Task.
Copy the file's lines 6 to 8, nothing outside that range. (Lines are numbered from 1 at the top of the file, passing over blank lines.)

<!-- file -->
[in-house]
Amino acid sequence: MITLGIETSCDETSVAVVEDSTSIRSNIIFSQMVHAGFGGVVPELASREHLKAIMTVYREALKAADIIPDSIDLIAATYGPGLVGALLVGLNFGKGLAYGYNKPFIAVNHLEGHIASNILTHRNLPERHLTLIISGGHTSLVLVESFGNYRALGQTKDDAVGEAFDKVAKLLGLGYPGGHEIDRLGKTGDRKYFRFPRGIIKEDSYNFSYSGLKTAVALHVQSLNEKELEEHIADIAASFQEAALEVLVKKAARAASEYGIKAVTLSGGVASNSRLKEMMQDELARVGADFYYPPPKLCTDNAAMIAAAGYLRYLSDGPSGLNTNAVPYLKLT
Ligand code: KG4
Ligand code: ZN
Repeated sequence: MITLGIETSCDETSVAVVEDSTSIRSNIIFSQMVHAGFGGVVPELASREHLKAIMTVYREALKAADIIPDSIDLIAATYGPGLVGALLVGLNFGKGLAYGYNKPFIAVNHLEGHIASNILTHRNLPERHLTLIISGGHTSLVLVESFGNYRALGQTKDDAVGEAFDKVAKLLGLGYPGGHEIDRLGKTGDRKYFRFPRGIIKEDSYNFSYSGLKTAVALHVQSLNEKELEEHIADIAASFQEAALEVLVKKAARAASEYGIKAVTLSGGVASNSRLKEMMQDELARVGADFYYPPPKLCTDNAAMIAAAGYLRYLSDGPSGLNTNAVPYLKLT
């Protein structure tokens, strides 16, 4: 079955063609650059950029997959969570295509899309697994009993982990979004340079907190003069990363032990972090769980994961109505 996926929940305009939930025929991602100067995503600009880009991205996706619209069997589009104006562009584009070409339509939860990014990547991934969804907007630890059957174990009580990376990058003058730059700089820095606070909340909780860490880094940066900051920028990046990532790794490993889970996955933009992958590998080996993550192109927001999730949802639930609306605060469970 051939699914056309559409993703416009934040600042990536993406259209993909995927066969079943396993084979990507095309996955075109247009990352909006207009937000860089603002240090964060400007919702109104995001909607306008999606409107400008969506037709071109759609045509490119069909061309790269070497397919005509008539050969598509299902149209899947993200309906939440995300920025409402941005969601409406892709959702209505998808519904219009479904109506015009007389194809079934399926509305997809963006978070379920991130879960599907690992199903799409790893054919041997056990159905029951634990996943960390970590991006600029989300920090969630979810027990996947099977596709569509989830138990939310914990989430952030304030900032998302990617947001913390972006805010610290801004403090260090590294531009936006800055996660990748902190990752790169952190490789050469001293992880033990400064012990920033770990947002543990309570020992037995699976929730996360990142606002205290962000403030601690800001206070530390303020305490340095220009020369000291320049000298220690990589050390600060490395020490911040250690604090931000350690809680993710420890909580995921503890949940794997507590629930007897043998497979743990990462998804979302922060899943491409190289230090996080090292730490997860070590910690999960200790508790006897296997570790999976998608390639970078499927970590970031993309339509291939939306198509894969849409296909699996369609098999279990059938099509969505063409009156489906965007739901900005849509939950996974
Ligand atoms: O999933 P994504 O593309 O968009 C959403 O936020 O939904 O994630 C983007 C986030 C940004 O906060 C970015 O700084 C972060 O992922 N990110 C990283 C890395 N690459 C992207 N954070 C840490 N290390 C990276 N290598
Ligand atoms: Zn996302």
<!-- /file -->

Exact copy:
């Protein structure tokens, strides 16, 4: 079955063609650059950029997959969570295509899309697994009993982990979004340079907190003069990363032990972090769980994961109505 996926929940305009939930025929991602100067995503600009880009991205996706619209069997589009104006562009584009070409339509939860990014990547991934969804907007630890059957174990009580990376990058003058730059700089820095606070909340909780860490880094940066900051920028990046990532790794490993889970996955933009992958590998080996993550192109927001999730949802639930609306605060469970 051939699914056309559409993703416009934040600042990536993406259209993909995927066969079943396993084979990507095309996955075109247009990352909006207009937000860089603002240090964060400007919702109104995001909607306008999606409107400008969506037709071109759609045509490119069909061309790269070497397919005509008539050969598509299902149209899947993200309906939440995300920025409402941005969601409406892709959702209505998808519904219009479904109506015009007389194809079934399926509305997809963006978070379920991130879960599907690992199903799409790893054919041997056990159905029951634990996943960390970590991006600029989300920090969630979810027990996947099977596709569509989830138990939310914990989430952030304030900032998302990617947001913390972006805010610290801004403090260090590294531009936006800055996660990748902190990752790169952190490789050469001293992880033990400064012990920033770990947002543990309570020992037995699976929730996360990142606002205290962000403030601690800001206070530390303020305490340095220009020369000291320049000298220690990589050390600060490395020490911040250690604090931000350690809680993710420890909580995921503890949940794997507590629930007897043998497979743990990462998804979302922060899943491409190289230090996080090292730490997860070590910690999960200790508790006897296997570790999976998608390639970078499927970590970031993309339509291939939306198509894969849409296909699996369609098999279990059938099509969505063409009156489906965007739901900005849509939950996974
Ligand atoms: O999933 P994504 O593309 O968009 C959403 O936020 O939904 O994630 C983007 C986030 C940004 O906060 C970015 O700084 C972060 O992922 N990110 C990283 C890395 N690459 C992207 N954070 C840490 N290390 C990276 N290598
Ligand atoms: Zn996302």